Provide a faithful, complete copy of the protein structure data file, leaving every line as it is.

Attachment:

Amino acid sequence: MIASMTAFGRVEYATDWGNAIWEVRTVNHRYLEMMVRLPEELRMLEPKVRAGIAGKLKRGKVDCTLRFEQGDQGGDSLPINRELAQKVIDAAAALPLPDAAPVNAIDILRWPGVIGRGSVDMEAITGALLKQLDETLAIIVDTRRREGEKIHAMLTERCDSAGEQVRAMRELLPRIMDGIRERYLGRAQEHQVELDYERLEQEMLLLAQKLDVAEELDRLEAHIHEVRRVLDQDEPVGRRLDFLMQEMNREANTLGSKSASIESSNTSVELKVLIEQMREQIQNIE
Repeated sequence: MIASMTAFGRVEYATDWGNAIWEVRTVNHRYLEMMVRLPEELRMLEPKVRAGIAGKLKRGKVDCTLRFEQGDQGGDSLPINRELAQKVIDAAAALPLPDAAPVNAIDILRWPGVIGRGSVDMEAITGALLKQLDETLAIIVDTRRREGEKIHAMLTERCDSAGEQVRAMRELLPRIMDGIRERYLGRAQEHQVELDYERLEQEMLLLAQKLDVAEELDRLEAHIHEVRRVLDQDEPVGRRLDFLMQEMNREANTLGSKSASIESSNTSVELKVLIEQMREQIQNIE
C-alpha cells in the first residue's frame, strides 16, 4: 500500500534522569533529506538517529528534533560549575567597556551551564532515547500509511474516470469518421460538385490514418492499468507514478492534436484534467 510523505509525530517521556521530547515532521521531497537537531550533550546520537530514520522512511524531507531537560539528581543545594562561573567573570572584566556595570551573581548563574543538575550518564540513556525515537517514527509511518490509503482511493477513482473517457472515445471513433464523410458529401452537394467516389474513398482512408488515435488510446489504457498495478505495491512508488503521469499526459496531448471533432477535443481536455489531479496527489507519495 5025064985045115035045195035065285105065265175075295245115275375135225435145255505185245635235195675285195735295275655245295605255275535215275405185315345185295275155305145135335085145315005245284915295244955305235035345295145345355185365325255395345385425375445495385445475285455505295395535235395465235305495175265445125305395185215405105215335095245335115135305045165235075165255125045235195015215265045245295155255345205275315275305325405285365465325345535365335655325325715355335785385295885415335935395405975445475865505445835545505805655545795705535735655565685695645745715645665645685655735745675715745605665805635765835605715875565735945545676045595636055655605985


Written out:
Amino acid sequence: MIASMTAFGRVEYATDWGNAIWEVRTVNHRYLEMMVRLPEELRMLEPKVRAGIAGKLKRGKVDCTLRFEQGDQGGDSLPINRELAQKVIDAAAALPLPDAAPVNAIDILRWPGVIGRGSVDMEAITGALLKQLDETLAIIVDTRRREGEKIHAMLTERCDSAGEQVRAMRELLPRIMDGIRERYLGRAQEHQVELDYERLEQEMLLLAQKLDVAEELDRLEAHIHEVRRVLDQDEPVGRRLDFLMQEMNREANTLGSKSASIESSNTSVELKVLIEQMREQIQNIE
Repeated sequence: MIASMTAFGRVEYATDWGNAIWEVRTVNHRYLEMMVRLPEELRMLEPKVRAGIAGKLKRGKVDCTLRFEQGDQGGDSLPINRELAQKVIDAAAALPLPDAAPVNAIDILRWPGVIGRGSVDMEAITGALLKQLDETLAIIVDTRRREGEKIHAMLTERCDSAGEQVRAMRELLPRIMDGIRERYLGRAQEHQVELDYERLEQEMLLLAQKLDVAEELDRLEAHIHEVRRVLDQDEPVGRRLDFLMQEMNREANTLGSKSASIESSNTSVELKVLIEQMREQIQNIE
C-alpha cells in the first residue's frame, strides 16, 4: 500500500534522569533529506538517529528534533560549575567597556551551564532515547500509511474516470469518421460538385490514418492499468507514478492534436484534467 510523505509525530517521556521530547515532521521531497537537531550533550546520537530514520522512511524531507531537560539528581543545594562561573567573570572584566556595570551573581548563574543538575550518564540513556525515537517514527509511518490509503482511493477513482473517457472515445471513433464523410458529401452537394467516389474513398482512408488515435488510446489504457498495478505495491512508488503521469499526459496531448471533432477535443481536455489531479496527489507519495 5025064985045115035045195035065285105065265175075295245115275375135225435145255505185245635235195675285195735295275655245295605255275535215275405185315345185295275155305145135335085145315005245284915295244955305235035345295145345355185365325255395345385425375445495385445475285455505295395535235395465235305495175265445125305395185215405105215335095245335115135305045165235075165255125045235195015215265045245295155255345205275315275305325405285365465325345535365335655325325715355335785385295885415335935395405975445475865505445835545505805655545795705535735655565685695645745715645665645685655735745675715745605665805635765835605715875565735945545676045595636055655605985